OPEC President ‘Concerned’ Over Rising Oil Prices

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Agencies

Published — Saturday 21 August 2004

Last Update 21 August 2004 3:00 am

JAKARTA, 21 August 2004 — OPEC President Purnomo Yusgiantoro said yesterday he was “very concerned” with escalating oil prices as fears over disruption in supplies and market jitters brought the $50 a barrel mark closer.

“I am very concerned with the continuing rise of oil prices but we will do (our) best at the September OPEC meeting,” OPEC President Purnomo Yusgiantoro told reporters here. Yusgiantoro said the organization’s members were holding talks ahead of its Sept. 14 meeting in Vienna, but no solution was expected before the formal get-together.

“We will continue to communicate with OPEC ministers and we agreed to wait until September.”

His comments came as prices for New York’s benchmark light sweet crude contract for October delivery touched $48.00 a barrel in early Asian trade.

Yusgiantoro added that the organization was unable to comprehensively forecast how high prices would go.

“If there are other factors beyond OPEC’s reach, it will be difficult for OPEC to see its impact on prices.”

He said OPEC’s “crisis study team” was scheduled to present a report when the organization met with non-affiliated oil-producing countries on Sept. 16 and 17.

“We hope for a significant solution to solve the rising oil prices.”

“I hope prices will not continue going up. We will do our best to stop prices from rising,” Yusgiantoro said.

Meanwhile, a lack of investment means that OPEC production capacity has not increased for 30 years, a former president of the organization, Sadek Bussena, said yesterday. Bussena, a former Algerian energy minister, told French RFI radio: “People forget that OPEC’s production capacity has been about the same for 30 years.

“In 1973, at the time of the first oil crisis, OPEC had production capacity of 31 million barrels per day, and it is the same today.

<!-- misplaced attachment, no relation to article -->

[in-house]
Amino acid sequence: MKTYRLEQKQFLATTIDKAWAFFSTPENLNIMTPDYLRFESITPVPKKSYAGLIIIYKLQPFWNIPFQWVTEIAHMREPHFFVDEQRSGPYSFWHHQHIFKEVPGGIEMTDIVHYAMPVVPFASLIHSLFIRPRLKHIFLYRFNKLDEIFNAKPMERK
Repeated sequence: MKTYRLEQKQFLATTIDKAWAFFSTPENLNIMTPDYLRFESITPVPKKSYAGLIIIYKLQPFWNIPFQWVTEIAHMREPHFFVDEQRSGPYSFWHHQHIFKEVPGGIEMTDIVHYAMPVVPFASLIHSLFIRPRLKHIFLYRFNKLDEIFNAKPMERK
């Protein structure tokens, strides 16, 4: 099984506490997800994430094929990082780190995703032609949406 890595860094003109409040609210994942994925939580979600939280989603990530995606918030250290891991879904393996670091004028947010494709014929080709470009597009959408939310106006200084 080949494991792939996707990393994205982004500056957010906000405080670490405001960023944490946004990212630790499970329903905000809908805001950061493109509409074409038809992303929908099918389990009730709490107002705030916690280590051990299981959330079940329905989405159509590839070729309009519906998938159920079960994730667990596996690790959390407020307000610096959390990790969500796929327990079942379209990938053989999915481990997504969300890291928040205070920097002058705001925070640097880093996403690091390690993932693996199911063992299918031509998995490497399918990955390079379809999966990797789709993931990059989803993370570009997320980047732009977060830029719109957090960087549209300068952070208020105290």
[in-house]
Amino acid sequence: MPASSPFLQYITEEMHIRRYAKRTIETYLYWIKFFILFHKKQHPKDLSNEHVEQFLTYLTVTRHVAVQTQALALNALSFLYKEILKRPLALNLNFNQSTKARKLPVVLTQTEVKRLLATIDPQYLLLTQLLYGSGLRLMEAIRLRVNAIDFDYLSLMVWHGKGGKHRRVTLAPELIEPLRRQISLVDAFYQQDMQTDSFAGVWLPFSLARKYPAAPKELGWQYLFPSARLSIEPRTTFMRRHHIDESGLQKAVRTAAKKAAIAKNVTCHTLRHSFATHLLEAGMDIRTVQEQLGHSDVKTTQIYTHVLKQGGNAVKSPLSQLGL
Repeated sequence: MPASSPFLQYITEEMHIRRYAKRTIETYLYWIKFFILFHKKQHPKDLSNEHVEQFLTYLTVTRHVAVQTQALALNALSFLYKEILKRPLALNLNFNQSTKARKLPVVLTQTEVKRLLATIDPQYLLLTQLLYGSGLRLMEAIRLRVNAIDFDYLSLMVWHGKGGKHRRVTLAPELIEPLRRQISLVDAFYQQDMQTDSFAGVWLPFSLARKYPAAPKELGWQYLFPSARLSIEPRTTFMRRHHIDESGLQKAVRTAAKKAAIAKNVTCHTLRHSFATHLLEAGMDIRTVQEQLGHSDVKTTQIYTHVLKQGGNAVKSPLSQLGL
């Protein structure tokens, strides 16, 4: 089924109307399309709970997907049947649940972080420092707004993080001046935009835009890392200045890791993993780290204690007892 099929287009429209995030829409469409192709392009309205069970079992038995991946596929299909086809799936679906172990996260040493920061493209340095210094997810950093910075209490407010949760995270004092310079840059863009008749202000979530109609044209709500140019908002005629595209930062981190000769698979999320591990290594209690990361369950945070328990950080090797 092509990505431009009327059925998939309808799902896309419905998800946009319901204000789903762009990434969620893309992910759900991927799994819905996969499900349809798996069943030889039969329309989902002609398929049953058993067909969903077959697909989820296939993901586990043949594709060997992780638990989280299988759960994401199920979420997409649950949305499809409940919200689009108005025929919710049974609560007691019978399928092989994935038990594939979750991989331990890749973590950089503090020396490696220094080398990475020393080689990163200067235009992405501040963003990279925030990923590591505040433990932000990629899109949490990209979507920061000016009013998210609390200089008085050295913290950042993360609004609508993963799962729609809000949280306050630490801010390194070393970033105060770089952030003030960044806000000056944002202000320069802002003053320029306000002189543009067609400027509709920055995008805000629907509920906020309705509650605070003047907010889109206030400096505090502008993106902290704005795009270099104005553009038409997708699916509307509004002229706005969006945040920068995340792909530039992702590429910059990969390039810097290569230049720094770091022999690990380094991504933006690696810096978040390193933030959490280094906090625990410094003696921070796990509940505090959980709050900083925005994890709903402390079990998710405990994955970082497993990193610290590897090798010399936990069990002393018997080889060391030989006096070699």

“That means that we have not invested sufficiently even though reserves of oil are available. They are big and they are enough to cover demand for decades to come.”

But the reserves were in countries “in regions which are not stable and where investment is not carried out in the right way”.

Also oil-producing countries had had unpleasant experiences with big changes in the price of oil, he said, in a reference to past sharp falls in the price.

He urged the international community to assist investment in these countries in terms of geopolitics and the economy and “to avoid being alarmed” each time there is trouble in a producing country.

The price of the OPEC basket of seven crude oils has climbed to a record $42.60 a barrel, the organization’s official news agency OPECNA said yesterday.

The basket price is always published with a one-work day delay, which means the record price was set on Wednesday. The latest peak follows Wednesday’s record high of $42.07 a barrel, announced on Thursday by OPECNA.

“With no sign of any respite from anywhere, traders kept bidding up prices, believing in real and imagined threats of supply disruptions,” OPECNA said.

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